Libyan oil in jeopardy
The latest news out of Libya is perhaps good for democracy, but bad for the price of oil.
It is one of those wonderful ironies that just a week and a half ago, Muammar Khadafy was calling on Palestinians to begin protests against the government of Israel.
Well, be careful what you wish for…
The protests in Libya are similar to the ones that toppled the regime of Hosni Mubarak in Egypt except for one important difference.
Muammar Khadafy is responding with bullets. The violence is spreading from the second largest city in the country, Benghazi, to the capital of Tripoli, and the world waits with baited breath to see if rumors of Khadafy’s imminent departure might be true, the effects on oil prices are definite and immediate.
The price of crude in New York jumped 7% over the weekend, above $93 a barrel. And in London, the price of Brent Crude soared to over $104.
Libya has the largest oil deposits on the African continent, and both BP and Exxon have extensive dealings with Khadaffy. They are the primary supplier of oil to Italy. But, the latest reports from the BBC are that Libyan Air force planes are bombing Libyan Army bases. The State Department has stepped up travel warnings and Khadafy’s son has threatened that if the regime goes down, the oil fields will be burned…just like another failing strongman in Iraq.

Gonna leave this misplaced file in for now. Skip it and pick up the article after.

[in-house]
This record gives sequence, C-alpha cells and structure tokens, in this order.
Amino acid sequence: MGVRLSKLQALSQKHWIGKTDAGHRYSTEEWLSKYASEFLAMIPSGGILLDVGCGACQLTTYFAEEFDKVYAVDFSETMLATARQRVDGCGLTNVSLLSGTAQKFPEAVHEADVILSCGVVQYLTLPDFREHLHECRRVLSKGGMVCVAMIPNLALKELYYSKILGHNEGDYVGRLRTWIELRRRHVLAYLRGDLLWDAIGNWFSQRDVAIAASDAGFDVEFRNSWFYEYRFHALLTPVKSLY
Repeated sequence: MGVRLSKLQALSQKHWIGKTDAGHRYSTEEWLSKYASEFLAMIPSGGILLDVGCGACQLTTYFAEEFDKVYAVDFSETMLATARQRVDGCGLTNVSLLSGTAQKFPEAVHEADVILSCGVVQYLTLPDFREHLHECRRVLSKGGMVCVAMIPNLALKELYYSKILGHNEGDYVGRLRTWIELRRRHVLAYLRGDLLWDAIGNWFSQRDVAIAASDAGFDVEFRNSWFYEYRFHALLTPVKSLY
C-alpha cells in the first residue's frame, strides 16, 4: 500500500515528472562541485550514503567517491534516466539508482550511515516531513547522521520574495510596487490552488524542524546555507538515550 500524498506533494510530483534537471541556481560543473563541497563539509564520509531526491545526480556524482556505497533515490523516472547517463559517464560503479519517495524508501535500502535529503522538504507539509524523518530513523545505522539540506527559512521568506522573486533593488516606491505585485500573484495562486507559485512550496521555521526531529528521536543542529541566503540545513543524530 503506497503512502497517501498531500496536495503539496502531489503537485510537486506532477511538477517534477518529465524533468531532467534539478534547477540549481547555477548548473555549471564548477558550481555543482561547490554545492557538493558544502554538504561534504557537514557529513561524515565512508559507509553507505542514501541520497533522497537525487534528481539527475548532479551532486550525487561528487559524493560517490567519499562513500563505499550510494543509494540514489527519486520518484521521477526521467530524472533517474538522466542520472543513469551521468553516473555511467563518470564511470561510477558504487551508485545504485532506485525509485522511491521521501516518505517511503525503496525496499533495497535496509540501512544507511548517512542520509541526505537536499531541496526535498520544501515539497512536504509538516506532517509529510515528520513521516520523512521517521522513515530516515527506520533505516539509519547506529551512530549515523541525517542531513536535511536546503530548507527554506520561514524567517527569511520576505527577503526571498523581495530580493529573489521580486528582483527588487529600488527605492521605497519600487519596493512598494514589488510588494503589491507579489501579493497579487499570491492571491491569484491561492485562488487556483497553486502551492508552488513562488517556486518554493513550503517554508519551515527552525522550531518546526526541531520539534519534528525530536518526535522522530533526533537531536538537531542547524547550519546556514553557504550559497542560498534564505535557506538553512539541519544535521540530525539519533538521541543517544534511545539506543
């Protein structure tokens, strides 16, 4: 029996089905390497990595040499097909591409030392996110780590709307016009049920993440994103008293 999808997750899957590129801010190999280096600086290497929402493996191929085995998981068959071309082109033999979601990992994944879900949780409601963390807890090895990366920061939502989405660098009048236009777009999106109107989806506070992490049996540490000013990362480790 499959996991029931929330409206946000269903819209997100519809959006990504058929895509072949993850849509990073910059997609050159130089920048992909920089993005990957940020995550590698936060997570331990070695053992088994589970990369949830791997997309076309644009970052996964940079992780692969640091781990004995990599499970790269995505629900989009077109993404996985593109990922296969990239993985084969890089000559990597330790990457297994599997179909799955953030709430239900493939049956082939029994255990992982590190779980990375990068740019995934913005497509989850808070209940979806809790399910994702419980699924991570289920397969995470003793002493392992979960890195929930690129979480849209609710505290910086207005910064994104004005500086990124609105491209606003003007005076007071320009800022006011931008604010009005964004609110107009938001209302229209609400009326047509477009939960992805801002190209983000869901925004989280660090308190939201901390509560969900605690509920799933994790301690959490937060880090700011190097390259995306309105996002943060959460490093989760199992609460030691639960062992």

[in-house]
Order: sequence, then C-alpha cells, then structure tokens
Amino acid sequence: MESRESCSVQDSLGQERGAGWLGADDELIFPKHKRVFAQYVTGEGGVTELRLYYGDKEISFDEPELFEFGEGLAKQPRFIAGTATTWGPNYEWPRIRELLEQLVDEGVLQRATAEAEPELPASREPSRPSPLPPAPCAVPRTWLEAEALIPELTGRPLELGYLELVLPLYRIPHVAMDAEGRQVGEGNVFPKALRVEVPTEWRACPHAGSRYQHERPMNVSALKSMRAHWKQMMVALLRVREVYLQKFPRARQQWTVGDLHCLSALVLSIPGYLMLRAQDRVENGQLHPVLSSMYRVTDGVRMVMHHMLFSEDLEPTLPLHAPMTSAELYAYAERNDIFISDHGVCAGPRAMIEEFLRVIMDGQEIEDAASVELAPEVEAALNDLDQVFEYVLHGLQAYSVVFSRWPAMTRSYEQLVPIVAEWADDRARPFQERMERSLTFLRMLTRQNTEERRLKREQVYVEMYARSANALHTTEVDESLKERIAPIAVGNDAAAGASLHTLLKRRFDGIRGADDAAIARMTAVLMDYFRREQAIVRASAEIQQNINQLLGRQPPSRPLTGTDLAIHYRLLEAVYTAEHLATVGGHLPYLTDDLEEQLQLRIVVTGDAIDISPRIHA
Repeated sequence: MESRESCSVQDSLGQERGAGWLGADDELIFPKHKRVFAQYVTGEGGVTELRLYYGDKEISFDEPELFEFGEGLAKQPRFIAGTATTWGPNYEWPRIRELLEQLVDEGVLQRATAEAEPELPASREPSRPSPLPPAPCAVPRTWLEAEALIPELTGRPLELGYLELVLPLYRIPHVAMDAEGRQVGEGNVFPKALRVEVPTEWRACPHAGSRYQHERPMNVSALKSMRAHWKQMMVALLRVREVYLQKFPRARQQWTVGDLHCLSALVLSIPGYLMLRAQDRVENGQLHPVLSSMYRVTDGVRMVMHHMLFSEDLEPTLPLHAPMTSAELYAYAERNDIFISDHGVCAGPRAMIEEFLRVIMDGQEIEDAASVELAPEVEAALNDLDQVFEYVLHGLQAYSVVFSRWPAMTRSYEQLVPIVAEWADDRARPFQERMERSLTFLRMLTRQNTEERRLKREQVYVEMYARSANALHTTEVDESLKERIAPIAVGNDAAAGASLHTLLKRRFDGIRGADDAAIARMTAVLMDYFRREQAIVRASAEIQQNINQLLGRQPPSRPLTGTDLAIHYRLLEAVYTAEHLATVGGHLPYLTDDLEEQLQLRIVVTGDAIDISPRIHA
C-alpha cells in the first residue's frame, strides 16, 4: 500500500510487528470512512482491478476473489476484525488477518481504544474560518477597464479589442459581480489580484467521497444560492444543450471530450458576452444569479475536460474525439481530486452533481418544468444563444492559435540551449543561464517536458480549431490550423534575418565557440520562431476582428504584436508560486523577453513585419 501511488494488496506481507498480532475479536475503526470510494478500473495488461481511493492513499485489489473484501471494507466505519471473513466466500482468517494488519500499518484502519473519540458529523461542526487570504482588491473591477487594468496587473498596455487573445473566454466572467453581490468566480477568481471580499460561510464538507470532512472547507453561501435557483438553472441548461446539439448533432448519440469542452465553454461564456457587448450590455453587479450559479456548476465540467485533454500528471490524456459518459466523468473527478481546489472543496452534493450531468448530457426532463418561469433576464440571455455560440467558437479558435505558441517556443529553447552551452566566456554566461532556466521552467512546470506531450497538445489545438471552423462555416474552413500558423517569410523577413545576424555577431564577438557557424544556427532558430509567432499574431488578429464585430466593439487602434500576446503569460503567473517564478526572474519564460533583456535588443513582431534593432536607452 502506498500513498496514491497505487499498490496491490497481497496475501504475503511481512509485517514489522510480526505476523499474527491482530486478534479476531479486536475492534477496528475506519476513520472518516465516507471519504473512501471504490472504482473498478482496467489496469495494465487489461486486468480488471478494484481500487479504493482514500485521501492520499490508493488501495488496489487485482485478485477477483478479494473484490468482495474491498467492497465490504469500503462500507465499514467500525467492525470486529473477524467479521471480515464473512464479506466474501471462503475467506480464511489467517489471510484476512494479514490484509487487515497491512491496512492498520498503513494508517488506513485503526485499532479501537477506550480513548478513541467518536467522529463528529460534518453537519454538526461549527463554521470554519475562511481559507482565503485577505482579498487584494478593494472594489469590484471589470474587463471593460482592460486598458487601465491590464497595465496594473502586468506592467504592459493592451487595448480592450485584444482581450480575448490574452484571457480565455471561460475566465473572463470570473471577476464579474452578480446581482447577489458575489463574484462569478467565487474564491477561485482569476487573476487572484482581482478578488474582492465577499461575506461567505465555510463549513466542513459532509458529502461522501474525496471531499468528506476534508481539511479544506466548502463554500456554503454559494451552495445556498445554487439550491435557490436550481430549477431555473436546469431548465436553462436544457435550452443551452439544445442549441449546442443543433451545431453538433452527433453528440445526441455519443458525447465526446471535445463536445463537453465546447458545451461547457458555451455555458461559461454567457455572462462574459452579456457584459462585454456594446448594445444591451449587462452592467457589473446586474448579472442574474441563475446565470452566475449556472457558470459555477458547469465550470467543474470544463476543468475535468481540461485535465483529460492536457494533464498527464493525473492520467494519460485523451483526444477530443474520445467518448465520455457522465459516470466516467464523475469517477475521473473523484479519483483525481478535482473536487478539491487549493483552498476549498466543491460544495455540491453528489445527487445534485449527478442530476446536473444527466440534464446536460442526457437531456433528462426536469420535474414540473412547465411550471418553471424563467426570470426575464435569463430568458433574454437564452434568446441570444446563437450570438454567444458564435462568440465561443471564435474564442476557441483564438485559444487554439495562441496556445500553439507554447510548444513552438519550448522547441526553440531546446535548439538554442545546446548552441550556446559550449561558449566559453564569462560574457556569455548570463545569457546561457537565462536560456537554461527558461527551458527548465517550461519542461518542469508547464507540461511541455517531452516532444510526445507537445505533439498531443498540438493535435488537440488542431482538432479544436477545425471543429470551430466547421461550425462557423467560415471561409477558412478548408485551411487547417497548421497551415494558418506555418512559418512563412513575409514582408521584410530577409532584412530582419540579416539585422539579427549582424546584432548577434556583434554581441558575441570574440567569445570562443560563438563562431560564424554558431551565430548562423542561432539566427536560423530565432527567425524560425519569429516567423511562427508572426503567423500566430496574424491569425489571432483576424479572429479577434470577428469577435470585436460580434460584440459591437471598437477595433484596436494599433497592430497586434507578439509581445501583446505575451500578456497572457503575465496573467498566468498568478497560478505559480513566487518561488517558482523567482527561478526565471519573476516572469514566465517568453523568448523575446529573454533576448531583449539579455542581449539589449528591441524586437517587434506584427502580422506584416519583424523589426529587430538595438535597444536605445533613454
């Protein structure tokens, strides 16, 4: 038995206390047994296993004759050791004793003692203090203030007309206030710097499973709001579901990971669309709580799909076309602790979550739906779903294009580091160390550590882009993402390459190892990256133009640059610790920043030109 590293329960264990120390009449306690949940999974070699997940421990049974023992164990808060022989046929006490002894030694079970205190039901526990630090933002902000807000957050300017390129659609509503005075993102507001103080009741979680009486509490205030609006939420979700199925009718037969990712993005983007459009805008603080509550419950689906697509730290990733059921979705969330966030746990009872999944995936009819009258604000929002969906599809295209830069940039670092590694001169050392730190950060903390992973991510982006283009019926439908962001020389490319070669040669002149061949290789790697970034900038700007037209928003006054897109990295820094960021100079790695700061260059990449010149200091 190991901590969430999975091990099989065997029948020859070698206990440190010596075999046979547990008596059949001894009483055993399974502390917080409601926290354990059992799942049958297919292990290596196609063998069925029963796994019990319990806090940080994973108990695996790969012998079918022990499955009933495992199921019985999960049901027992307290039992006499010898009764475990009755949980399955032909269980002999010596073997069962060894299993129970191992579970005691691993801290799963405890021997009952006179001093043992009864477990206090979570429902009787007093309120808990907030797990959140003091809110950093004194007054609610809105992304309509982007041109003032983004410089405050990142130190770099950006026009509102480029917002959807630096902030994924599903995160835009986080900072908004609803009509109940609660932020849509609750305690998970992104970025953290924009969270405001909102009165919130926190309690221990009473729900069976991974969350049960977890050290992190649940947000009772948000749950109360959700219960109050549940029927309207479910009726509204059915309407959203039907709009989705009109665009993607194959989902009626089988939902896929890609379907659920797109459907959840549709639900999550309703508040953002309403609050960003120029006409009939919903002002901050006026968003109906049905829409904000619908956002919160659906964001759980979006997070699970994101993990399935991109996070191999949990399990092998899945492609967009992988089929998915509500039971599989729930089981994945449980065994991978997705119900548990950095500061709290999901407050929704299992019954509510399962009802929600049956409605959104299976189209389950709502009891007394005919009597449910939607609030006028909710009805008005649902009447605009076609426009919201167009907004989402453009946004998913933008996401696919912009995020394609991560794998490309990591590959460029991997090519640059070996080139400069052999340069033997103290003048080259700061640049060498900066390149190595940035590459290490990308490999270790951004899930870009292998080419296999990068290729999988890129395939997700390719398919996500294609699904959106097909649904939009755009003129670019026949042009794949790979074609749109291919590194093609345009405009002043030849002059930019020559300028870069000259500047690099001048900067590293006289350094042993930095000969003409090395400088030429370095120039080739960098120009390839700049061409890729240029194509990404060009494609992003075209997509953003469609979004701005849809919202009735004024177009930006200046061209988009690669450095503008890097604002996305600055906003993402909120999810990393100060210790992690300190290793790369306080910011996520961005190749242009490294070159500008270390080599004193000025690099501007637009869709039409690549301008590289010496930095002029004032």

The Kuwaiti fires burned for 10 months and cost $1.5 billion to put out.
The effect of that kind of energy and environmental vandalism of the 13th largest oil deposit in the world, and continued unrest elsewhere, could cause devastating price spikes.
The BBC also reported today, a rumor that Khadafy has already fled the country. Though that seems unlikely now, this tide may be unstoppable, and the effects on world oil prices, irreversible.